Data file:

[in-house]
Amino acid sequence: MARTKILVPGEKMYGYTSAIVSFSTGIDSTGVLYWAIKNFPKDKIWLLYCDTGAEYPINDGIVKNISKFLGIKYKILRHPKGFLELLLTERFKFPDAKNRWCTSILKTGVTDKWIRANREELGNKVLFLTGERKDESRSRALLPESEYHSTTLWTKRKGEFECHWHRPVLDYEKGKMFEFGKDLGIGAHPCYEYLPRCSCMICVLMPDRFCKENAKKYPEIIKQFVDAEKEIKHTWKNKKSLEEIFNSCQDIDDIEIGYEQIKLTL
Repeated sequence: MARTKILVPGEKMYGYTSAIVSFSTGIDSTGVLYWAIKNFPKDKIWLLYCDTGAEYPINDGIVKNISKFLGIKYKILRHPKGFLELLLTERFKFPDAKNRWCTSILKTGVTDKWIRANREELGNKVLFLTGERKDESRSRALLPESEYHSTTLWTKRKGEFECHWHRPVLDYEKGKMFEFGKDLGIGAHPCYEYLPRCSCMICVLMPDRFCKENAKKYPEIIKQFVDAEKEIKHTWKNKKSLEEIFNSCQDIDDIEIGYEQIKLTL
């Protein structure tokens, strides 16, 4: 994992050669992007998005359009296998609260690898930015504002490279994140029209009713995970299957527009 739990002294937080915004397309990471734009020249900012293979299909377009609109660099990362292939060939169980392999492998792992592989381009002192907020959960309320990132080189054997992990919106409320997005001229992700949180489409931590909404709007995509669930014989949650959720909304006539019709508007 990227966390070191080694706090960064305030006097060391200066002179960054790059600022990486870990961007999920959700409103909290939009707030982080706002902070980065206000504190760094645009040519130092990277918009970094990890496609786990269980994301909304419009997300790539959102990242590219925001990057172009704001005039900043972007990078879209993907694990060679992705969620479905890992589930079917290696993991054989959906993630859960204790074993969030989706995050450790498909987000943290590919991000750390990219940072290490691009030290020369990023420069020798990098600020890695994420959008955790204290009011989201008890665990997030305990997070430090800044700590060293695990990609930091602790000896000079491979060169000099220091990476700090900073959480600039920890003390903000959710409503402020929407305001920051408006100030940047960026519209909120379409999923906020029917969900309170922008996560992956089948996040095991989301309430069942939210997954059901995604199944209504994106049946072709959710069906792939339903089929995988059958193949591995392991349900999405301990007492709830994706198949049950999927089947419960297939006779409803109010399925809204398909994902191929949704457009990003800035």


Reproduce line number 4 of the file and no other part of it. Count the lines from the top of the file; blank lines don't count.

């Protein structure tokens, strides 16, 4: 994992050669992007998005359009296998609260690898930015504002490279994140029209009713995970299957527009 739990002294937080915004397309990471734009020249900012293979299909377009609109660099990362292939060939169980392999492998792992592989381009002192907020959960309320990132080189054997992990919106409320997005001229992700949180489409931590909404709007995509669930014989949650959720909304006539019709508007 990227966390070191080694706090960064305030006097060391200066002179960054790059600022990486870990961007999920959700409103909290939009707030982080706002902070980065206000504190760094645009040519130092990277918009970094990890496609786990269980994301909304419009997300790539959102990242590219925001990057172009704001005039900043972007990078879209993907694990060679992705969620479905890992589930079917290696993991054989959906993630859960204790074993969030989706995050450790498909987000943290590919991000750390990219940072290490691009030290020369990023420069020798990098600020890695994420959008955790204290009011989201008890665990997030305990997070430090800044700590060293695990990609930091602790000896000079491979060169000099220091990476700090900073959480600039920890003390903000959710409503402020929407305001920051408006100030940047960026519209909120379409999923906020029917969900309170922008996560992956089948996040095991989301309430069942939210997954059901995604199944209504994106049946072709959710069906792939339903089929995988059958193949591995392991349900999405301990007492709830994706198949049950999927089947419960297939006779409803109010399925809204398909994902191929949704457009990003800035």